Kings Langley woman to roller-skate for 365 days to raise awareness of rare cancer in honour of late mother-in-law

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Kes is roller-skating for Sarcoma UK

A woman from Kings Langley is halfway through her 365-day challenge to raise money and awareness about a rare form of cancer after her mother-in-law died last month.

Kerry ‘Kes’ Pearson is challenging herself to roller-skate everyday to honour her mother-in-law, Liz, who was diagnosed with sarcoma, a rare cancer of the bone and soft tissue, in 2021

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Kes said: “Liz has been like a mum to me since I joined the family.”

Liz and her grandchildren, inset: Kes PearsonLiz and her grandchildren, inset: Kes Pearson
Liz and her grandchildren, inset: Kes Pearson

She explained: “My father-in-law, Anthony, was diagnosed with a brain tumour in March 2021. Liz was a tower of strength for our family, and while we all pulled together to support Anthony, little did we know that Liz was fighting her own undiagnosed cancer battle.”

The 38-year-old mum has documented her awareness-raising and fundraising efforts for Sarcoma UK on social media.

On her Instagram feed, Kes talks about the health and well-being benefits that come with roller skating and shares new skills, tips, and tricks with her followers.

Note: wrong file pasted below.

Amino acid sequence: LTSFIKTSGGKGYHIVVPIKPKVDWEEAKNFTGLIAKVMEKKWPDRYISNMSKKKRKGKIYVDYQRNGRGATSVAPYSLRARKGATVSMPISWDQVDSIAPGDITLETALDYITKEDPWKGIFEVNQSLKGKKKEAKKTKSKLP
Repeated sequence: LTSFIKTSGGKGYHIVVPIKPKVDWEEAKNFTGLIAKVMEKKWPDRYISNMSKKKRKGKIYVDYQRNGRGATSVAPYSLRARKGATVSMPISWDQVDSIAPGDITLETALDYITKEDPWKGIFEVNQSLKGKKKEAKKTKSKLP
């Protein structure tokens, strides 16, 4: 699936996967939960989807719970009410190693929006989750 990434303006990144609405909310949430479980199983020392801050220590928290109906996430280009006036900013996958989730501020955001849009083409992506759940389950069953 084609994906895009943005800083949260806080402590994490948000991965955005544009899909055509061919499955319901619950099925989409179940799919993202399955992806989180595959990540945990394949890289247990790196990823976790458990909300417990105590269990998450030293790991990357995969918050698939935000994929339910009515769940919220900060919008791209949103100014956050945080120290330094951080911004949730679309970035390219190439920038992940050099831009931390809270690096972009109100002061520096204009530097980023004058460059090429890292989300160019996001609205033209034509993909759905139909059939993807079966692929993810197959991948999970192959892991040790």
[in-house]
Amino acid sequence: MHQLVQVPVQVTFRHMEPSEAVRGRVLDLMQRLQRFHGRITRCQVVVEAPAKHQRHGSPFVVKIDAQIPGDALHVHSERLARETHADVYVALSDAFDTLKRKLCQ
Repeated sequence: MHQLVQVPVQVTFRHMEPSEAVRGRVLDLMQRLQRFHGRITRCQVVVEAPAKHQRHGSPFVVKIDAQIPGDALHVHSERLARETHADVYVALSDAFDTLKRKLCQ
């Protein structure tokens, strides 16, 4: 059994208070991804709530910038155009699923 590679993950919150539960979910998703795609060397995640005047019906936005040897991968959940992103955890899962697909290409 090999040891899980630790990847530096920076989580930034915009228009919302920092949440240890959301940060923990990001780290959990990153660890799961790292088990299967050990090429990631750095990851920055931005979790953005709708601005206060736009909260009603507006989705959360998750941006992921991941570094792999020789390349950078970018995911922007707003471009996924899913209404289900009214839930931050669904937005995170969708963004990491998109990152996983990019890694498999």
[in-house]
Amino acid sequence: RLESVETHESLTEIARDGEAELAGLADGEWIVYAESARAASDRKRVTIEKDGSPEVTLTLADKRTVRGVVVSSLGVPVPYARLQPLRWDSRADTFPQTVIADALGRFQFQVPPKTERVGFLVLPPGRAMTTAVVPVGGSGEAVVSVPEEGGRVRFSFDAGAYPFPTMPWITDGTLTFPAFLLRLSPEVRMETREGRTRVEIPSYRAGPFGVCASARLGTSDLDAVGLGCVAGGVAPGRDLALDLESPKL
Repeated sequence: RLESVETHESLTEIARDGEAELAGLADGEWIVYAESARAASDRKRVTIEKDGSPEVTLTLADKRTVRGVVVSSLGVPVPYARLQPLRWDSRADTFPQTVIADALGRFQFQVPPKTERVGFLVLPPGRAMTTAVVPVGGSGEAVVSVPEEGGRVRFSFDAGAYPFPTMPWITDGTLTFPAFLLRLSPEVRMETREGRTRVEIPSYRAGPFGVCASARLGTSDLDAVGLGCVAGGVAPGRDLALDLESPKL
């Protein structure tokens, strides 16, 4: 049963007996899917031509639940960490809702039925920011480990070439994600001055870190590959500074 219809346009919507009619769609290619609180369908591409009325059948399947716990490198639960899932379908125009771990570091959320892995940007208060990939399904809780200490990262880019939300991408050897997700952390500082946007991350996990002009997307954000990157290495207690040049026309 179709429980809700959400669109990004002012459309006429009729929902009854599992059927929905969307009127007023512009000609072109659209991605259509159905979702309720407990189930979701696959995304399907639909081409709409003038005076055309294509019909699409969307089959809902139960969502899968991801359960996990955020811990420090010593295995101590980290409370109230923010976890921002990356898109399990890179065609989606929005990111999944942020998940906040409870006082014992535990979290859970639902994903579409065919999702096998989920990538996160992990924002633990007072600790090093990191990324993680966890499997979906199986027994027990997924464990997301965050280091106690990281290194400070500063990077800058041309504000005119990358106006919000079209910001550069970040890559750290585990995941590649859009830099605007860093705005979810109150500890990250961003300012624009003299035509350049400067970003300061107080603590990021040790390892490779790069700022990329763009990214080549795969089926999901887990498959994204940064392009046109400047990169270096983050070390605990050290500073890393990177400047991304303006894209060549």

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Liz’s cancer was misdiagnosed for months as deep vein thrombosis before it was revealed that she had a 27cm long leiomyosarcoma in her left calf.

Pictured: Kes rollerskating in skatebowlPictured: Kes rollerskating in skatebowl
Pictured: Kes rollerskating in skatebowl
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Her leg was amputated but a follow-up CT scan found that the cancer had spread, leading to a terminal diagnosis.

Liz died in September, nine months after her sarcoma diagnosis.

Talking about Liz’s passing, Kes said: “We are heartbroken. Raising money and raising awareness for Sarcoma UK is the only thing in my power left against this terrible disease. ”

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Sarcoma UK is a national bone and soft tissue cancer charity that funds vital research offers support for anyone affected by sarcoma cancer and campaigns for better treatments.

For Kes, roller skating is a release and the skating challenge has become her therapy.

She is urging everyone to familiarise themselves with the signs of sarcoma and to contact their GP if they have any of these symptoms:

A lump which is growing, changing, or bigger than a golf ball

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Swelling, tenderness, or pain in or around the bone which may come and go and may be worse at night

Stomach pain, feeling sick, loss of appetite or feeling full after eating only a small amount of food

Blood in either poo or vomit.

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